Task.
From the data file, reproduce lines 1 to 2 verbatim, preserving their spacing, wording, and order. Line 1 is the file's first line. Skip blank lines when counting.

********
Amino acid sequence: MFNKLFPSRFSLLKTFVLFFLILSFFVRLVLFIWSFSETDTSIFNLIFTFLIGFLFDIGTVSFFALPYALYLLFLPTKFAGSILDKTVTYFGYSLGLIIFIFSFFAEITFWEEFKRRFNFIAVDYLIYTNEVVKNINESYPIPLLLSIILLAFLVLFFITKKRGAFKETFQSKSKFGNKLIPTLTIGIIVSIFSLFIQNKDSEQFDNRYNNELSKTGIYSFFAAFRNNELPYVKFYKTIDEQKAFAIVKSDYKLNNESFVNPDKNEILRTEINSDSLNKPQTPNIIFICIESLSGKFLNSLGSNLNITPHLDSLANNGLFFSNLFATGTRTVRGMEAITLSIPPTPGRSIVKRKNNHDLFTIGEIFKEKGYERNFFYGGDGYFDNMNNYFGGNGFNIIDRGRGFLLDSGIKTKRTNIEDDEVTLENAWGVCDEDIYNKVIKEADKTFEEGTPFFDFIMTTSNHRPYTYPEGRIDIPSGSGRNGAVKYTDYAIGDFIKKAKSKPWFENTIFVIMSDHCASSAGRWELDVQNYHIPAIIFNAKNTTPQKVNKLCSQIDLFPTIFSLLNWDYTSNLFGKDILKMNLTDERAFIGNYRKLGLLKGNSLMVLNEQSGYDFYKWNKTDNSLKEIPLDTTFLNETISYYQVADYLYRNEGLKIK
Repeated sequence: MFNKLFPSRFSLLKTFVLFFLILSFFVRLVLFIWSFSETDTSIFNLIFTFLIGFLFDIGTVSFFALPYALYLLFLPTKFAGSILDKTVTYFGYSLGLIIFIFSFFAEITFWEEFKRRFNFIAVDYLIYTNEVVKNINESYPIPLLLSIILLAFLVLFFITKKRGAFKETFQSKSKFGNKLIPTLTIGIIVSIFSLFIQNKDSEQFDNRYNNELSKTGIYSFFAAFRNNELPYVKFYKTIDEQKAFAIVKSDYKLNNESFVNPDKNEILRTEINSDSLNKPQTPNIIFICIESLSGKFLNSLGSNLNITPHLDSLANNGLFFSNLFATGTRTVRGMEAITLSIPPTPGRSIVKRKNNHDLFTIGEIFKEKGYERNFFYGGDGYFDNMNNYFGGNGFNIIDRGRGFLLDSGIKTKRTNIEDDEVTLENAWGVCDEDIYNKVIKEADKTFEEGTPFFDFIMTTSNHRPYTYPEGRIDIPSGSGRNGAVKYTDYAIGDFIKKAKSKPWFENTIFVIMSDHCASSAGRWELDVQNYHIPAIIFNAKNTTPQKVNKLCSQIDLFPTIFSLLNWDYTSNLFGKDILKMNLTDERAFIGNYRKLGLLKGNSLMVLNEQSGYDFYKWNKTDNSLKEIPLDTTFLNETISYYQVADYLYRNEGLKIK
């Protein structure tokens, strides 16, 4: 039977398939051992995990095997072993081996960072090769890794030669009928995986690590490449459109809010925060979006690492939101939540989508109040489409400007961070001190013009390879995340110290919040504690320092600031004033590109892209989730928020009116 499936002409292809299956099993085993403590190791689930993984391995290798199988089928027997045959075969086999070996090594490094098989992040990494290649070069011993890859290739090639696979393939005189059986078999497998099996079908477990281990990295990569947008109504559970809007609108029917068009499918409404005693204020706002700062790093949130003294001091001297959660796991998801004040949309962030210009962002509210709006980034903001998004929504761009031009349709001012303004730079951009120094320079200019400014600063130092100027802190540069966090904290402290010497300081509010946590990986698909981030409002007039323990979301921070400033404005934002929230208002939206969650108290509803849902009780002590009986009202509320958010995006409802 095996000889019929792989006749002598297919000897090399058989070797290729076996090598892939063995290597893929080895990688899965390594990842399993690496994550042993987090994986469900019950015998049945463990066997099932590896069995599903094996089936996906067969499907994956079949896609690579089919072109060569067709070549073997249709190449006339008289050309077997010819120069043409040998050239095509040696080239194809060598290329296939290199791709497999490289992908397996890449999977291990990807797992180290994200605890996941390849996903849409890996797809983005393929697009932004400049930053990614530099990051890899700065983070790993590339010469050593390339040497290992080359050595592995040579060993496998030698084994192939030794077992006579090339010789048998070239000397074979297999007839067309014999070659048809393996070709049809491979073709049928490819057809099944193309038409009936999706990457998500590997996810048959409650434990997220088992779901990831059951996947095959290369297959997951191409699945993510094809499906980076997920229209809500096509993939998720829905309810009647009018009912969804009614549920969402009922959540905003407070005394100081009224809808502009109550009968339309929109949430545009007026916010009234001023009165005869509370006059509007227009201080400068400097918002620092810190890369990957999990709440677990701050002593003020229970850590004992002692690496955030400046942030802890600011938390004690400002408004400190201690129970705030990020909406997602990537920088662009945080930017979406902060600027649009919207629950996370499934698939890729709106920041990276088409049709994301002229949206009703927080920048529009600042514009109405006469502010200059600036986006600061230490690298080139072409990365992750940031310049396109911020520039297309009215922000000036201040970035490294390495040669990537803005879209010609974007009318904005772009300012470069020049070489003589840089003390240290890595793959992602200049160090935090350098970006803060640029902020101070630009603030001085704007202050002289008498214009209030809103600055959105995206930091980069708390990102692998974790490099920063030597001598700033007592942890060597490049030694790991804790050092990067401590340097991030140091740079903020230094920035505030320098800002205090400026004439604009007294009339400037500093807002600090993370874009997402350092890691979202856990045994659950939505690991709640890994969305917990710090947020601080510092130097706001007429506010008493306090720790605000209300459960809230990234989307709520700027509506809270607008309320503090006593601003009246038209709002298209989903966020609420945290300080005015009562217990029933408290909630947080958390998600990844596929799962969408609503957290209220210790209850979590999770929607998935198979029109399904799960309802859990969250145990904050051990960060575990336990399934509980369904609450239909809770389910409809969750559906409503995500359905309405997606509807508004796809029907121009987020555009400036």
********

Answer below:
Amino acid sequence: MFNKLFPSRFSLLKTFVLFFLILSFFVRLVLFIWSFSETDTSIFNLIFTFLIGFLFDIGTVSFFALPYALYLLFLPTKFAGSILDKTVTYFGYSLGLIIFIFSFFAEITFWEEFKRRFNFIAVDYLIYTNEVVKNINESYPIPLLLSIILLAFLVLFFITKKRGAFKETFQSKSKFGNKLIPTLTIGIIVSIFSLFIQNKDSEQFDNRYNNELSKTGIYSFFAAFRNNELPYVKFYKTIDEQKAFAIVKSDYKLNNESFVNPDKNEILRTEINSDSLNKPQTPNIIFICIESLSGKFLNSLGSNLNITPHLDSLANNGLFFSNLFATGTRTVRGMEAITLSIPPTPGRSIVKRKNNHDLFTIGEIFKEKGYERNFFYGGDGYFDNMNNYFGGNGFNIIDRGRGFLLDSGIKTKRTNIEDDEVTLENAWGVCDEDIYNKVIKEADKTFEEGTPFFDFIMTTSNHRPYTYPEGRIDIPSGSGRNGAVKYTDYAIGDFIKKAKSKPWFENTIFVIMSDHCASSAGRWELDVQNYHIPAIIFNAKNTTPQKVNKLCSQIDLFPTIFSLLNWDYTSNLFGKDILKMNLTDERAFIGNYRKLGLLKGNSLMVLNEQSGYDFYKWNKTDNSLKEIPLDTTFLNETISYYQVADYLYRNEGLKIK
Repeated sequence: MFNKLFPSRFSLLKTFVLFFLILSFFVRLVLFIWSFSETDTSIFNLIFTFLIGFLFDIGTVSFFALPYALYLLFLPTKFAGSILDKTVTYFGYSLGLIIFIFSFFAEITFWEEFKRRFNFIAVDYLIYTNEVVKNINESYPIPLLLSIILLAFLVLFFITKKRGAFKETFQSKSKFGNKLIPTLTIGIIVSIFSLFIQNKDSEQFDNRYNNELSKTGIYSFFAAFRNNELPYVKFYKTIDEQKAFAIVKSDYKLNNESFVNPDKNEILRTEINSDSLNKPQTPNIIFICIESLSGKFLNSLGSNLNITPHLDSLANNGLFFSNLFATGTRTVRGMEAITLSIPPTPGRSIVKRKNNHDLFTIGEIFKEKGYERNFFYGGDGYFDNMNNYFGGNGFNIIDRGRGFLLDSGIKTKRTNIEDDEVTLENAWGVCDEDIYNKVIKEADKTFEEGTPFFDFIMTTSNHRPYTYPEGRIDIPSGSGRNGAVKYTDYAIGDFIKKAKSKPWFENTIFVIMSDHCASSAGRWELDVQNYHIPAIIFNAKNTTPQKVNKLCSQIDLFPTIFSLLNWDYTSNLFGKDILKMNLTDERAFIGNYRKLGLLKGNSLMVLNEQSGYDFYKWNKTDNSLKEIPLDTTFLNETISYYQVADYLYRNEGLKIK